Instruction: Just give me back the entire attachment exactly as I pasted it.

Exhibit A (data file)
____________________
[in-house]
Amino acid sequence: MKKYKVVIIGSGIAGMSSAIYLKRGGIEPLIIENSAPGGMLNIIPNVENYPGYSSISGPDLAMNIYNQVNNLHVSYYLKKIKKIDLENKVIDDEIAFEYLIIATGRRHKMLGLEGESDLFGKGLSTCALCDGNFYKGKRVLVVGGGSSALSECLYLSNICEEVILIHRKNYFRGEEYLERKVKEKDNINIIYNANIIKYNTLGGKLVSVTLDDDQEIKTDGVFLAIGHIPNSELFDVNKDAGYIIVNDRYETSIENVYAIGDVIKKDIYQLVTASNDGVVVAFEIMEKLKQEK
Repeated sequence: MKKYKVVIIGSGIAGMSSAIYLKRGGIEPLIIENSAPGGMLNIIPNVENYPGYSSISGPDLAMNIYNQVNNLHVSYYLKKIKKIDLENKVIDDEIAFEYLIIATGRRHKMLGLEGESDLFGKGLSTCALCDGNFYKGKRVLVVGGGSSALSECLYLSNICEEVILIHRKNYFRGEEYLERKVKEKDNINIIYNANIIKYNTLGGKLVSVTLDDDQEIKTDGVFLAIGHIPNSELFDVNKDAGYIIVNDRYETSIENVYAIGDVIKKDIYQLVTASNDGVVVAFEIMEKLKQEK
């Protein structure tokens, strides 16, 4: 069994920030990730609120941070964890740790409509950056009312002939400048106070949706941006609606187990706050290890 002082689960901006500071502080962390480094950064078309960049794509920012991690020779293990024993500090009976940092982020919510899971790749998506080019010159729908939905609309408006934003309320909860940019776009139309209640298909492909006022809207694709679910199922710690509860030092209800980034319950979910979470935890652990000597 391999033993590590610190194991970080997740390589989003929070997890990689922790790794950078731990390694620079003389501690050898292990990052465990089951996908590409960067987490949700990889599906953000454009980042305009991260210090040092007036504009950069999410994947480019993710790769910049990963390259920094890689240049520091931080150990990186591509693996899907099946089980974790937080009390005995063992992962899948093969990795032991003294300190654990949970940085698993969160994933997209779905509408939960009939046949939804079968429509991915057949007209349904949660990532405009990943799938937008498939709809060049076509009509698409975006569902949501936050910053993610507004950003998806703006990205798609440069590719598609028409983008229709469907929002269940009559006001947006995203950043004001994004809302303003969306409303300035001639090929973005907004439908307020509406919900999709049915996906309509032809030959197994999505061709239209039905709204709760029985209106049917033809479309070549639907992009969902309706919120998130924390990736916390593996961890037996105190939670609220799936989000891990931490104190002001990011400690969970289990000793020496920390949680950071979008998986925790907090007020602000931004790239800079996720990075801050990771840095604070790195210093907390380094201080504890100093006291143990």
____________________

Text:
[in-house]
Amino acid sequence: MKKYKVVIIGSGIAGMSSAIYLKRGGIEPLIIENSAPGGMLNIIPNVENYPGYSSISGPDLAMNIYNQVNNLHVSYYLKKIKKIDLENKVIDDEIAFEYLIIATGRRHKMLGLEGESDLFGKGLSTCALCDGNFYKGKRVLVVGGGSSALSECLYLSNICEEVILIHRKNYFRGEEYLERKVKEKDNINIIYNANIIKYNTLGGKLVSVTLDDDQEIKTDGVFLAIGHIPNSELFDVNKDAGYIIVNDRYETSIENVYAIGDVIKKDIYQLVTASNDGVVVAFEIMEKLKQEK
Repeated sequence: MKKYKVVIIGSGIAGMSSAIYLKRGGIEPLIIENSAPGGMLNIIPNVENYPGYSSISGPDLAMNIYNQVNNLHVSYYLKKIKKIDLENKVIDDEIAFEYLIIATGRRHKMLGLEGESDLFGKGLSTCALCDGNFYKGKRVLVVGGGSSALSECLYLSNICEEVILIHRKNYFRGEEYLERKVKEKDNINIIYNANIIKYNTLGGKLVSVTLDDDQEIKTDGVFLAIGHIPNSELFDVNKDAGYIIVNDRYETSIENVYAIGDVIKKDIYQLVTASNDGVVVAFEIMEKLKQEK
């Protein structure tokens, strides 16, 4: 069994920030990730609120941070964890740790409509950056009312002939400048106070949706941006609606187990706050290890 002082689960901006500071502080962390480094950064078309960049794509920012991690020779293990024993500090009976940092982020919510899971790749998506080019010159729908939905609309408006934003309320909860940019776009139309209640298909492909006022809207694709679910199922710690509860030092209800980034319950979910979470935890652990000597 391999033993590590610190194991970080997740390589989003929070997890990689922790790794950078731990390694620079003389501690050898292990990052465990089951996908590409960067987490949700990889599906953000454009980042305009991260210090040092007036504009950069999410994947480019993710790769910049990963390259920094890689240049520091931080150990990186591509693996899907099946089980974790937080009390005995063992992962899948093969990795032991003294300190654990949970940085698993969160994933997209779905509408939960009939046949939804079968429509991915057949007209349904949660990532405009990943799938937008498939709809060049076509009509698409975006569902949501936050910053993610507004950003998806703006990205798609440069590719598609028409983008229709469907929002269940009559006001947006995203950043004001994004809302303003969306409303300035001639090929973005907004439908307020509406919900999709049915996906309509032809030959197994999505061709239209039905709204709760029985209106049917033809479309070549639907992009969902309706919120998130924390990736916390593996961890037996105190939670609220799936989000891990931490104190002001990011400690969970289990000793020496920390949680950071979008998986925790907090007020602000931004790239800079996720990075801050990771840095604070790195210093907390380094201080504890100093006291143990």